“I have as much – if not more – to lose than anybody,” he said. “I’m still actively engaged, which is a delicate dance of ballet, because Chuck is extremely competent and a very capable leader. I have to be respectful of anybody who sits in that role.”
Finding a Successor
Once a CEO has determined it’s time to go, the next step is finding the right person to run the business.
Susan Heathfield, a Michigan human resources management and employment expert who writes for TheBalance.com, said handing a company over to a family member is often more comfortable for a business owner, because there’s already a relationship that’s been built on trust.
But if passing the company off to a family member isn’t an option, she said it’s critical that you’ve hired the right people.
“The key thing is to make sure you’ve hired the appropriate people that can actually build their talent and skills to replace whoever the current CEO is,” Heathfield said. “If you haven’t built that leadership, you’re going to have to seek a buyer or talent outside the company.”
If you have to look outside the company, Heathfield added, it’s best to stick to people already in the industry.
“With every industry, it’s knowing who the players are, knowing who has the experience and who has been successful,” Heathfield said. “Your best candidate is going to be somebody who is successfully working at another company in the job you are hiring to fill.”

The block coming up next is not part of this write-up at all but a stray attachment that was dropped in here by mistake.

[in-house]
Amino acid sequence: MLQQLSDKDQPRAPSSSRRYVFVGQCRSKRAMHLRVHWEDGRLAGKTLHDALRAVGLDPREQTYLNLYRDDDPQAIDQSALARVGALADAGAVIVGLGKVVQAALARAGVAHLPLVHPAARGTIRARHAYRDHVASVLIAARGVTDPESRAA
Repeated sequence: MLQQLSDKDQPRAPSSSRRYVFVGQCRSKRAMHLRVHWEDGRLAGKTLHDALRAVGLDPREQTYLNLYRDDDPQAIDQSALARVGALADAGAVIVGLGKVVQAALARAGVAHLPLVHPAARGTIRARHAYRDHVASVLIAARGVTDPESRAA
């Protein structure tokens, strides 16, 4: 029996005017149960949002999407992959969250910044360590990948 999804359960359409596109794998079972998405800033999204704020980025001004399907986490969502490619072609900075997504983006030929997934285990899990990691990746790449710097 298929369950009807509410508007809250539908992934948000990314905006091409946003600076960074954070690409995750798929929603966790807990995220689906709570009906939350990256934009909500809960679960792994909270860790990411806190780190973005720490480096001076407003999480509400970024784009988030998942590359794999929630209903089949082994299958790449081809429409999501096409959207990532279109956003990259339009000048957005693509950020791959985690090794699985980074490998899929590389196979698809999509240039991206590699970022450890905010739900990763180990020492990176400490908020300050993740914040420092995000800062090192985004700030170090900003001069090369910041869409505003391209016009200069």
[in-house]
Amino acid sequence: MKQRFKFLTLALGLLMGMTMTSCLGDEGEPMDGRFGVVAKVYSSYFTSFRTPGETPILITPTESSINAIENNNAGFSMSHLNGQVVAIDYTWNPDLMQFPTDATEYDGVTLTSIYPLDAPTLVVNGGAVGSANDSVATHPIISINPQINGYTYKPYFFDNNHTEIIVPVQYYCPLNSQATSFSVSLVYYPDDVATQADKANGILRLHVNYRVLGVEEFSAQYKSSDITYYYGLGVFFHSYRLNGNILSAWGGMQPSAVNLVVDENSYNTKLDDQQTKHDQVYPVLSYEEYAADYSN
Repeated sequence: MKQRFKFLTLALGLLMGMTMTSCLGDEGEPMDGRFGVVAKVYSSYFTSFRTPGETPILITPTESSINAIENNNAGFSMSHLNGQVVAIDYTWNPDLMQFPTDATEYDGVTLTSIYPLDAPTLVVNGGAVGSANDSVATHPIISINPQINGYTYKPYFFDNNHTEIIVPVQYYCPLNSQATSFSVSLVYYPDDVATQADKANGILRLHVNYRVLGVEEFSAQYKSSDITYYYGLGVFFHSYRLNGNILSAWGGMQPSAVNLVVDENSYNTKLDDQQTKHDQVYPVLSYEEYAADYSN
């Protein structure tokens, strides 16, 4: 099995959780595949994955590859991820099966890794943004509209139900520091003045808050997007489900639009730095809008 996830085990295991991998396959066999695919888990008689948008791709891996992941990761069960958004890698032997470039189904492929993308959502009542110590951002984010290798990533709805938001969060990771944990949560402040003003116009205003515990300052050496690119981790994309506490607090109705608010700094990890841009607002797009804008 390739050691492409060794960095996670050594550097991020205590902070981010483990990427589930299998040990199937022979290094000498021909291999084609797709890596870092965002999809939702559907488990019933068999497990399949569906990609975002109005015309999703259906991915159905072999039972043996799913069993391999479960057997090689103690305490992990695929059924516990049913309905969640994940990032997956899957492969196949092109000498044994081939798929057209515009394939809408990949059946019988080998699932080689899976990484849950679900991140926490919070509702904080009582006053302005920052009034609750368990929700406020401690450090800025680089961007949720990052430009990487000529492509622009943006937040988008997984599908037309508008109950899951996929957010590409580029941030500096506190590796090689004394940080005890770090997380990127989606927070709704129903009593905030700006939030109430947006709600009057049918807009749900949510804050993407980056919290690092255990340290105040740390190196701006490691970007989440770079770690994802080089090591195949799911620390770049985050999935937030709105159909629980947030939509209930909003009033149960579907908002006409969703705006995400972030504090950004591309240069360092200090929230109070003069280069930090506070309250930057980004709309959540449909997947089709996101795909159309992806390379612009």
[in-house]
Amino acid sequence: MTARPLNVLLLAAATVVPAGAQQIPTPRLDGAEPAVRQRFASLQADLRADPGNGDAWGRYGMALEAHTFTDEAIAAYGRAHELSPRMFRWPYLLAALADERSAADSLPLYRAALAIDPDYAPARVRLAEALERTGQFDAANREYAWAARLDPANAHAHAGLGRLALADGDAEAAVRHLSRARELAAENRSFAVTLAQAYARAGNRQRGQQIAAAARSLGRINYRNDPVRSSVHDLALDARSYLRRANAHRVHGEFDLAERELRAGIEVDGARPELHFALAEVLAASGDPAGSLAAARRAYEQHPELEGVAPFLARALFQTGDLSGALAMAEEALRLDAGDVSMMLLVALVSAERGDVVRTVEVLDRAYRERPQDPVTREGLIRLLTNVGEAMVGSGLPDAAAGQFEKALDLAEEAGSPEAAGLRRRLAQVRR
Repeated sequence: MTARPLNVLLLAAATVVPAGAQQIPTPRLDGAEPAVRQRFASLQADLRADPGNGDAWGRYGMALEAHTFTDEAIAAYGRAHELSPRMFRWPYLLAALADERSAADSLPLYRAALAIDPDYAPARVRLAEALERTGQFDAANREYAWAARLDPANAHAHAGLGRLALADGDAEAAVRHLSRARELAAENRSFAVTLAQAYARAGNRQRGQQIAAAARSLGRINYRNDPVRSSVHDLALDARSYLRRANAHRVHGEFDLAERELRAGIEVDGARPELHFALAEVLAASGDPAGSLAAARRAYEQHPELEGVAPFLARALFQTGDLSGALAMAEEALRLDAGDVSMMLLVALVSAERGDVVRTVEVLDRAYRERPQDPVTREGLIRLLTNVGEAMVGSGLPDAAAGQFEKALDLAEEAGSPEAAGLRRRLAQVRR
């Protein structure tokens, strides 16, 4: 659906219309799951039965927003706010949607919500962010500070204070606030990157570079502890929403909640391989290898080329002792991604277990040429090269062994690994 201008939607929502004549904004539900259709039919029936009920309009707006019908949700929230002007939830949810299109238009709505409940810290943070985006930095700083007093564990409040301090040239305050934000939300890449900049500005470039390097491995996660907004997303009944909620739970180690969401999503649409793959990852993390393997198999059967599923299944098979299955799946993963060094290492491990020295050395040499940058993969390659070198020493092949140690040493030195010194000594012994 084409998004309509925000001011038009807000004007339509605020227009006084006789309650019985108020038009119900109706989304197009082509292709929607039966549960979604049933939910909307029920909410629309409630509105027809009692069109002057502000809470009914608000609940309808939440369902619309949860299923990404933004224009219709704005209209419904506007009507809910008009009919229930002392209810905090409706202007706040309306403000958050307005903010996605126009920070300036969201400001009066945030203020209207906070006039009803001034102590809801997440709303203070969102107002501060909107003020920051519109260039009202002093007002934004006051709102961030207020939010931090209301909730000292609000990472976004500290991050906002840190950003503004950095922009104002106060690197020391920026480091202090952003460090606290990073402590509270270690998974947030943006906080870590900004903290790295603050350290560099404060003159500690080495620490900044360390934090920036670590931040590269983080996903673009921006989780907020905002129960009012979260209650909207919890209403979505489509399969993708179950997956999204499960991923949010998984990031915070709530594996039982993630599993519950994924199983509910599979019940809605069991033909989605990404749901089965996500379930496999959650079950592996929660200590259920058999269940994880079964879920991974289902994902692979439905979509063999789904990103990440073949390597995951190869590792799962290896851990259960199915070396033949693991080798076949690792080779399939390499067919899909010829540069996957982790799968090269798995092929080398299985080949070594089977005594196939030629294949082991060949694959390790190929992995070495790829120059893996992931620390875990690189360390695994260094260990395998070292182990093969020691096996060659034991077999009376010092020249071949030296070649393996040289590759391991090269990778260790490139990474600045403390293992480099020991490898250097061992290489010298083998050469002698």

Because the legal marijuana industry is so new, however, it’s often difficult to find someone in the industry who is qualified and willing to move to a new company, said Paul Seaborn, an assistant professor of management at the University of Denver Daniels College of Business.
“What I see happening is these firms looking outside the industry for someone who’s had success in an unrelated field,” said Seaborn, who’s been teaching the course Business of Marijuana.
But convincing someone to jump from mainstream corporate America into the cannabis industry can be a challenge.
“What I hear often is companies feel like they’re missing out on a big pool of talent because people aren’t interested in taking the risk,” Seaborn said. “To some extent, there’s still a stigma about being associated with the industry.”
Since Medicine Man, Andy Williams has started three other cannabis-related companies, which he has since turned over to other people who were promoted within the business:
- Albert Gutierrez is CEO of MedPharm Holdings, a Denver developer and producer of cannabis-based pharmaceutical products.
- Brett Roper is CEO of Medicine Man Technologies, a Denver consulting firm that licenses its cultivation and dispensary operating solutions.
- Paul Dickman is managing partner of Breakwater MB, a company in Fort Collins, Colorado, that invests in cannabis-related businesses and takes them public.
Williams admits it can be tough to relinquish control of a company, but it’s the only way to get quality people to step in.
“It’s a leap of faith,” Williams said. “You have to give them the vision and direction, but for the most part, you have to get out of the way.”
Williams said he likes to promote from within, so he’s careful about the people he hires and keeps an eye out for talented individuals who can take on leadership roles. He then mentors them to develop those skills. When he’s hiring, he looks for intelligent people who have a good work ethic.
“You want somebody who is comfortable with chaos and has a level head, somebody who is able to deal with discomfort and uncertainty,” he said. “And you have to trust them.”